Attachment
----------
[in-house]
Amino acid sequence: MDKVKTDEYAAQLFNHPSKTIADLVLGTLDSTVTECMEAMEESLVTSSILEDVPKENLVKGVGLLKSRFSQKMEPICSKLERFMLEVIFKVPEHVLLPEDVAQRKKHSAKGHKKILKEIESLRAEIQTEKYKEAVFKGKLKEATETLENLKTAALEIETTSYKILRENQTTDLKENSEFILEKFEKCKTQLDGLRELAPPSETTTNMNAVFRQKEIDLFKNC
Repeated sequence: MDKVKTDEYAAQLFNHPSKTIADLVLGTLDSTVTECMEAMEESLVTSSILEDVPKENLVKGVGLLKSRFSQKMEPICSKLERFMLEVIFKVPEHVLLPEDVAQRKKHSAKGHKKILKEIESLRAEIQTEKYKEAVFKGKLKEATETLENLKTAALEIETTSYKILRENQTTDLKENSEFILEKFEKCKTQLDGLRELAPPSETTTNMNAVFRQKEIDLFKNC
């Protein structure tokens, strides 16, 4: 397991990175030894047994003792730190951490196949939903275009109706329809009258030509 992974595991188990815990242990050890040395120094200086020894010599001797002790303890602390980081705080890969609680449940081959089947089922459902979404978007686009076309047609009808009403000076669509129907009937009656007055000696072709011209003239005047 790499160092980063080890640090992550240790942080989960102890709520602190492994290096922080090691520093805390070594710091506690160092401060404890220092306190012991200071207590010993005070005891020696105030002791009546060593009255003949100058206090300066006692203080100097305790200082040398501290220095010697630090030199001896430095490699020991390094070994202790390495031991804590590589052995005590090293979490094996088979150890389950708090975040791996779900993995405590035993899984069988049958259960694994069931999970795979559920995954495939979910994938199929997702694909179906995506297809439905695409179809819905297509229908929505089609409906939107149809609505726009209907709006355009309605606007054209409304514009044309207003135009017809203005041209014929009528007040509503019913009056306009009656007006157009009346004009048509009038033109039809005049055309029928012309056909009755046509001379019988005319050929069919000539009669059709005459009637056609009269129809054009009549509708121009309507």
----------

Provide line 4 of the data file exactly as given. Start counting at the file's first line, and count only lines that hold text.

């Protein structure tokens, strides 16, 4: 397991990175030894047994003792730190951490196949939903275009109706329809009258030509 992974595991188990815990242990050890040395120094200086020894010599001797002790303890602390980081705080890969609680449940081959089947089922459902979404978007686009076309047609009808009403000076669509129907009937009656007055000696072709011209003239005047 790499160092980063080890640090992550240790942080989960102890709520602190492994290096922080090691520093805390070594710091506690160092401060404890220092306190012991200071207590010993005070005891020696105030002791009546060593009255003949100058206090300066006692203080100097305790200082040398501290220095010697630090030199001896430095490699020991390094070994202790390495031991804590590589052995005590090293979490094996088979150890389950708090975040791996779900993995405590035993899984069988049958259960694994069931999970795979559920995954495939979910994938199929997702694909179906995506297809439905695409179809819905297509229908929505089609409906939107149809609505726009209907709006355009309605606007054209409304514009044309207003135009017809203005041209014929009528007040509503019913009056306009009656007006157009009346004009048509009038033109039809005049055309029928012309056909009755046509001379019988005319050929069919000539009669059709005459009637056609009269129809054009009549509708121009309507």